DARPA Taps Silent Falcon to Develop Midair, Laser-Based Drone Charging
The defense agency just partnered with Silent Falcon UAS Technologies to develop a remotely charged drone that would never have to land.
The Defense Advanced Research Projects Agency (DARPA) arguably develops some of the most technologically advanced systems known to man, and its latest endeavor certainly continues that tradition. While the agency’s Stand-off Ubiquitous Power/Energy Replenishment - Power Beaming Demo (SUPER PBD) program definitely has a lengthy title, it actually has the very essence of protraction at its core.
DARPA has partnered with Silent Falcon UAS Technologies and tasked it to develop a laser-based method of charging its solar electric-powered, fixed-wing drones during flight. According to the Silent Falcon press release, the goal is to establish a safe and efficient method of prolonging flight times to virtual indefiniteness, as the need to land or refuel would be removed entirely.
Silent Falcon has made a name for itself by making long endurance, long range, solar electric-powered drones, the exact combination of which was at the root of DARPA’s search for the right company to collaborate with. Using a laser light source to literally beam energy at Silent Falcon’s solar electric-powered UAV, the drone could engage in sequential phases of flying, and flying while charging.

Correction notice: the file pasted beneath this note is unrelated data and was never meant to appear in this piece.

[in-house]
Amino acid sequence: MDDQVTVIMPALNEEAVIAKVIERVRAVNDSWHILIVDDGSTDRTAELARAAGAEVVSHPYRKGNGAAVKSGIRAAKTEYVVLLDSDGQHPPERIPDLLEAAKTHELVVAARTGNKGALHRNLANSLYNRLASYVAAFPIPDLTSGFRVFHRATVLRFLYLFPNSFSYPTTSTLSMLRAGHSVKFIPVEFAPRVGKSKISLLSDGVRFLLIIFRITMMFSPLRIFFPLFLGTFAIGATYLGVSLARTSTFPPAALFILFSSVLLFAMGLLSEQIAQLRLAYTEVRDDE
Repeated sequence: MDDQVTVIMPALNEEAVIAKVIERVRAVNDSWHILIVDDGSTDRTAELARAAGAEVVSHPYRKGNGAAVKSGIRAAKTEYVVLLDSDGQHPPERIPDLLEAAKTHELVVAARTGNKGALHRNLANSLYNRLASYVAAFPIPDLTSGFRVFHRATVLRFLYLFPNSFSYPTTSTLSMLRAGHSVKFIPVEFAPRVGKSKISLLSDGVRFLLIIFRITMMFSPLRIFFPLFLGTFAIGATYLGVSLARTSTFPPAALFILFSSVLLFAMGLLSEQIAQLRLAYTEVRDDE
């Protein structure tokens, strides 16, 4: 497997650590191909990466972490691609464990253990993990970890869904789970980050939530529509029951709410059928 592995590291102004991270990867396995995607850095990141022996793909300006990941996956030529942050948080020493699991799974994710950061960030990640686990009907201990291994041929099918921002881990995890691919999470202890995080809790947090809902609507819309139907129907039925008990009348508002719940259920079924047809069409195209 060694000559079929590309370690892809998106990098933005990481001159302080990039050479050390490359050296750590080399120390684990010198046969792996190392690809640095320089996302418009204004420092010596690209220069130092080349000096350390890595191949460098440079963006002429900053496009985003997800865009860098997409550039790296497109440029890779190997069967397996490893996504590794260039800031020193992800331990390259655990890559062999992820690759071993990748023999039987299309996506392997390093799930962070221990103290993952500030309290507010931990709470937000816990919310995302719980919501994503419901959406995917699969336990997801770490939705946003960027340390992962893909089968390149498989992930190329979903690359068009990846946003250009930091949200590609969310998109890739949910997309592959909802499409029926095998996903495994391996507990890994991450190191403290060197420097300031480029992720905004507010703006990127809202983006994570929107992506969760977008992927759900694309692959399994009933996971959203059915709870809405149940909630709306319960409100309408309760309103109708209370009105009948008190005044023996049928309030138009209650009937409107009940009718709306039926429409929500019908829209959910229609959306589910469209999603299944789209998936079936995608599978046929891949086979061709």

“We are extremely fortunate to partner with DARPA in this first of its kind demonstration of new and innovative UAS technologies,” said Silent Falcon UAS Chairman, John W. Brown. “The SUPER PBD project will set the stage for future applications of the power beaming capabilities and further demonstrates the versatility of the technology embedded in the Silent Falcon, the only solar electric, long range, long endurance UAS.”
The potential use cases for this technology are endless and range from extended search and rescue missions and large-scale surveying of disaster areas to military operations and internet access-spreading initiatives. While the entire industry has been laser-focused on how drones can improve established commercial industries, the feasibility of indefinitely operational drones in our skies opens the door to entirely newfound solutions to problems we may have never thought we had.
Instead of the Air Force deploying a reaper twice a day to help the California Air National Guard combat the disastrous Carr Fire, for instance, the above technology could provide continuous, unfettered assistance. For rural or remote areas with a complete lack of infrastructure, a drone like this could feasibly be leased by local governments to provide cellular and internet access to facilitate more efficient reconstruction on the ground. By adding a drone that never has to land or refuel, a whole new box of building blocks appears.
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